Cultura y conciencia

Nueva York’s Latinos: 1613-1945

Nelson Santana

By Nelson Santana

September 20, 2010

-- EL BARRIO, NEW YORK. On Thursday, September 16, El Museo del Barrio was the scene of the opening reception of an historic exhibit that documents the history of the Hispanic and Latino population in the capital of the world, New York City.

Presented by the New-York Historical Society in collaboration with El Museo del Barrio, the exhibit “Nueva York (1613-1945),” highlights the role that Latinos and Spanish-speakers have played since the 17th century to help shape New York into the culturally vibrant city it is today.

Political figures, renowned scholars and some of the most prominent luminaries of the City were present for an evening of Latino cultural enrichment.

Those in attendance for the exclusive by-invitation-only opening of this finely detailed exhibit included Council Members Melissa Mark-Viverito, Ydanis Rodriguez; Bronx Borough President Ruben Díaz Jr.;State Senator Bill Perkins; Assembly Member Adriano Espaillat; state senator candidate Gustavo Rivera; former Governor of Puerto Rico Sila Maria Calderon; and former Commissioner of the New York City Records and Information Services Idilio Gracia-Peña, among some of the noteworthy political figures in attendance.

Other prominent figures present were the scholars Dr. Silvio Torres-Saillant and Anthony Stevens-Acevedo, founding members of the City University of New York Dominican Studies Institute.

Moreover, to accent the importance of this event one should go no further than its keynote speaker: the Honorable Sonia Maria Sotomayor, Associate Justice of the Supreme Court of the United States; the Bronx native is the third female and first person of Hispanic ancestry with this distinction.

Among the evening’s speakers were Roger Hertog, Chariman of the Board of Trustees of the New-York Historical Society; Louise Mirrer, President and CEO of the New-York Historical Society; and Julian Zugazagoitia, former Director of El Museo del Barrio.

In his speech, Hertog stressed the importance of the Hispanic community in New York. Proud of his immigrant roots, Hertog’s family immigrated from Germany during the 1940s.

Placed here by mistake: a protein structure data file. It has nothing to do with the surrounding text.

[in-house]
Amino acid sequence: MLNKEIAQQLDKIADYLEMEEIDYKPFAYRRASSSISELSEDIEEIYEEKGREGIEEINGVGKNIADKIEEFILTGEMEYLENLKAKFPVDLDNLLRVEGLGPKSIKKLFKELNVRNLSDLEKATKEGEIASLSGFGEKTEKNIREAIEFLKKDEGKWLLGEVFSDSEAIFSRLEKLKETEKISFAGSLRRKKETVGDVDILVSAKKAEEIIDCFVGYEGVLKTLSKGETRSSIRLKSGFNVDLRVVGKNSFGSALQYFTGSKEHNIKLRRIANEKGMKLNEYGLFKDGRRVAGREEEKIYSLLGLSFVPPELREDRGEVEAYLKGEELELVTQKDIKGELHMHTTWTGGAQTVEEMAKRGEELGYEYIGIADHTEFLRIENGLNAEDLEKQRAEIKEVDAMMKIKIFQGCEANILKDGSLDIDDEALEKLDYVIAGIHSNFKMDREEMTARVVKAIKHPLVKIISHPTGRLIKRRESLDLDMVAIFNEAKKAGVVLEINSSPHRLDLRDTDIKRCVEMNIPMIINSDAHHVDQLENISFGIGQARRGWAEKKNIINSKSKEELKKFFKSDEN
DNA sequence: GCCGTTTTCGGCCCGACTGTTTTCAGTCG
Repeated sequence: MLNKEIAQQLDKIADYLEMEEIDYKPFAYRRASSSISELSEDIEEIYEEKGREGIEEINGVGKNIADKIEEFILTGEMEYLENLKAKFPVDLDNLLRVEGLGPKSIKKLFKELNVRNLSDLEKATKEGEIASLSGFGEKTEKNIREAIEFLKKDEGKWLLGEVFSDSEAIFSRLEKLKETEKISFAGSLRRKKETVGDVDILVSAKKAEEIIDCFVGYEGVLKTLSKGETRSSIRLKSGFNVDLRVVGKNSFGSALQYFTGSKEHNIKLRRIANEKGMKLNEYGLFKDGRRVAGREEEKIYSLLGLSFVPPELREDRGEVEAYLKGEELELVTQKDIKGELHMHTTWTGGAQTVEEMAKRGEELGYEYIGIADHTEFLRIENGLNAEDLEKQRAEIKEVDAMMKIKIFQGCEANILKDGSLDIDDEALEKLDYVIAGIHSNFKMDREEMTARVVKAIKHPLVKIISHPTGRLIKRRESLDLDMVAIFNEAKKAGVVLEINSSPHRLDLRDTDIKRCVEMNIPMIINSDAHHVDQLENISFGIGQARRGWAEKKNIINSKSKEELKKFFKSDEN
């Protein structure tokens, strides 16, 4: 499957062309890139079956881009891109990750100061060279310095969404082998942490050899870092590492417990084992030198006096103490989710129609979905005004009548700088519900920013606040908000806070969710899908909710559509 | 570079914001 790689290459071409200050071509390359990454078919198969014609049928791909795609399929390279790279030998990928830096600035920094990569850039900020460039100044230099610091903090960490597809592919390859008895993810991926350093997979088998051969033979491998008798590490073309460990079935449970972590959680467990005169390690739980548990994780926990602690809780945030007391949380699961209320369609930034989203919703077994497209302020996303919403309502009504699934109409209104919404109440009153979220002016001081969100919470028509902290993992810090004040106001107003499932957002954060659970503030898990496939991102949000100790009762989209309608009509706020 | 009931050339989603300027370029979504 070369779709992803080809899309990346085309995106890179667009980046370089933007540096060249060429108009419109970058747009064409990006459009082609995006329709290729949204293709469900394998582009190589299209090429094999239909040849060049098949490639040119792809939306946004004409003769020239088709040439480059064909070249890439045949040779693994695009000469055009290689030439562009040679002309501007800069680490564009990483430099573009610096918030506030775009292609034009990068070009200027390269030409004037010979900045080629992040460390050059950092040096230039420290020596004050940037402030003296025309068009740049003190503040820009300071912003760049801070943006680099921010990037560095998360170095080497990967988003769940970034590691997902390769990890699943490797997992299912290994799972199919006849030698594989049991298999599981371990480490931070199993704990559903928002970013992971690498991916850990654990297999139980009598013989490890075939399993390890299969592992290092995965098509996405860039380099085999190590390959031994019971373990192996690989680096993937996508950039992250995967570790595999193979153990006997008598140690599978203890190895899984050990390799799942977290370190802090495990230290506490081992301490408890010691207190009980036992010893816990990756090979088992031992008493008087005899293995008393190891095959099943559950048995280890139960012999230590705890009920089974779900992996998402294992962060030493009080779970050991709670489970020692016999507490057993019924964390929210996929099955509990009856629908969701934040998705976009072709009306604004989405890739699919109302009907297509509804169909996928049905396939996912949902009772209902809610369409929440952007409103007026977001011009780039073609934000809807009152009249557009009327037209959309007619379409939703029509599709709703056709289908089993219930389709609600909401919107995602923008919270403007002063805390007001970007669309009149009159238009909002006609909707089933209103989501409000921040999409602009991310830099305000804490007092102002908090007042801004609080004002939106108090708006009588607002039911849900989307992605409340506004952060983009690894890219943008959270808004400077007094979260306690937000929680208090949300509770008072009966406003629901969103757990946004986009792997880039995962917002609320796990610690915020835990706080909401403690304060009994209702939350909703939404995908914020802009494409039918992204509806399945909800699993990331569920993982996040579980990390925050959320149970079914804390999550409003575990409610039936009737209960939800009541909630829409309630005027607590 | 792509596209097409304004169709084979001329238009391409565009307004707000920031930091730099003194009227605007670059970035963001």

The Honorable Justice Sonia Sotomayor revealed “I never lived in Puerto Rico,” but when she spoke of her Hispanic roots one could not but absorb the fondness she has in her heart for her Latino ancestry. Born and bred in the Bronx, the Honorable Sotomayor connected with society’s elite and regular folks alike in attendance.

As noted by the Justice, “the history of Latino immigrants begins in 1613 with Jan Rodriguez,” a man born in Santo Domingo – capital of present-day Dominican Republic – who became New York’s first official immigrant resident. This information in particular was made possible through the investigative research conducted by Anthony Stevens-Acevedo, Assistant Director at the CUNY Dominican Studies Institute.

The exhibition pays homage to Latin-American immigrants, children of immigrants, Spaniards and Puerto Rican migrants.

Documents, art works books and artifacts such as clothing and a miniature boat comprise this intriguing exhibition. “Nueva York (1613-1945)” also tells the New York story of noteworthy figures including Arturo Alfonso Schomburg (Puerto Rico) and Jose Marti (Cuba).

In addition to the “Nueva York (1613-1945)” exhibition, the New-York Historical Society in collaboration with other institutions including the CUNY Dominican Studies Institute, Graduate Center of CUNY, El Museo del Barrio and The Hispanic Society of America will sponsor numerous programs and exhibitions that honor and document Latino and Hispanic heritage in New York.

For information about the exhibition “Nueva York (1613-1945)” you may visit El Museo del Barrio’s website at:

You can read more about the New-York Historical Society at: